A Unique Struggle Against Juvenile Huntington’s Disease
Huntington’s Disease (HD) affects approximately 30,000 people in the United States. Less than 10% of these people are under 20 years old at the time of diagnosis. These patients with juvenile, or early-onset, HD and their family members face significant and unique challenges as they battle a fatal, degenerative disease.
Symptoms of HD typically present in the third to fifth decade of life, but symptoms may appear as early as the first, or as late as the ninth, decade. The variation in age at onset is likely due to the number of defective trinucleotide repeats on the short arm of chromosome 4. Within the HD gene, more “CAG” repeats implies earlier onset of the disease. (Most juvenile HD patients have 60 or more repeat segments.) There is contradictory evidence about the rate of disease progression and clinical manifestations of HD related to the number of trinucleotide repeats.
While most adults with HD show symptoms of chorea — rapid, involuntary, jerky movements — juvenile HD presents a symptom profile different than adult-onset HD. The most common symptoms in juvenile HD include rigidity, stiffness, awkwardness in walking, and slurred speech. Seizures are also common in younger patients. Chorea is typically not present. Onset of the motor difficulties is usually used to define the age at onset.
Also significant in juvenile HD patients are severe cognitive and psychiatric disturbances. Since these are often the first disease symptoms to appear in young patients, HD is often not diagnosed until later in the disease process. This is particularly important in cases in which family history is either unknown or negative for HD. The cognitive dysfunction and loss of motor abilities is more severe in patients with juvenile HD.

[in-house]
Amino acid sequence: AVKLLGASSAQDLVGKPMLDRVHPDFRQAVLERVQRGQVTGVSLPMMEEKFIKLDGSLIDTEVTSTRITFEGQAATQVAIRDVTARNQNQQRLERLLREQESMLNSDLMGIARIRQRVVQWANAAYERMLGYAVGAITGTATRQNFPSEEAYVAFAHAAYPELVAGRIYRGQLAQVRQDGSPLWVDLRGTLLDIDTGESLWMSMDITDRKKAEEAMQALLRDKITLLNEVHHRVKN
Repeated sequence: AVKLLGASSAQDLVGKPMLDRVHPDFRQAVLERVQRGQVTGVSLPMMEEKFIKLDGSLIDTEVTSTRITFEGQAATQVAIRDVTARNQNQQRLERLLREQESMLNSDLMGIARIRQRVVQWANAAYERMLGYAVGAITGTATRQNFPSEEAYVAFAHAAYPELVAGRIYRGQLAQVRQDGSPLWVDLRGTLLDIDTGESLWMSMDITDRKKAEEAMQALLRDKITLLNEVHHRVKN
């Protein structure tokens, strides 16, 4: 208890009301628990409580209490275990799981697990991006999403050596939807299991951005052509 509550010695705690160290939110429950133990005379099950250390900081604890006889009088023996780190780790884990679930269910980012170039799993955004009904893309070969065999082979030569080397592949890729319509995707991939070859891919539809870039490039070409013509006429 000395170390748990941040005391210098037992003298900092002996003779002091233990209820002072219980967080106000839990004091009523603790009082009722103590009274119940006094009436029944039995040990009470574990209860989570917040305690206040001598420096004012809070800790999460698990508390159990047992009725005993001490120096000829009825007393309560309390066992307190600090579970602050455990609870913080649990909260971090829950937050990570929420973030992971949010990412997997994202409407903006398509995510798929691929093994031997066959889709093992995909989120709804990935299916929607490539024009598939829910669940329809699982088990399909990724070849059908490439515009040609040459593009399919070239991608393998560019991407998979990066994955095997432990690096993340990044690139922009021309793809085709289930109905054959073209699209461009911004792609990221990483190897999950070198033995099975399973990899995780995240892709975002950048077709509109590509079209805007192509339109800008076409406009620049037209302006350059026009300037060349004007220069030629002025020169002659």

Depression is common in juvenile HD patients, as well as aggression and impulsiveness. Adolescents with HD are particularly vulnerable to impulsiveness related to sexuality. Seizures occur in approximately 25% of juvenile HD patients. Some medication therapies can be implemented to treat some of these symptoms, but may have unwanted side effects in adolescents. The only FDA-approved drug for management of HD is not appropriate for use in children.
As HD progresses, children with the disease will lose the ability to walk, talk, dress themselves, and perform activities of daily living. They will require constant care and supervision. There is no cure for HD, and care is focused on symptom management. The team of medical professionals involved in the care of juvenile HD patients often includes a pediatrician, neurologist, psychiatrist, social worker or genetic counselor, and speech, occupational, and physical therapists.
Children diagnosed with HD will gradually lose the ability to attend school, perform routine tasks, or care for themselves. Families need immense amounts of emotional support from medical professionals, family members, and friends. The average life expectancy after diagnosis for a juvenile HD patient is less than 10 years.
Juvenile HD is a devastating disease, not just for the individual affected with the disease, but also for the entire family. With such a small number of people affected by HD, and an even smaller number affected by juvenile HD, researchers and drug and medical treatment manufacturers are reluctant to invest too much time and money into HD. But, there is hope, and advocacy groups are gaining in strength and voice, and new treatment options are currently under development.
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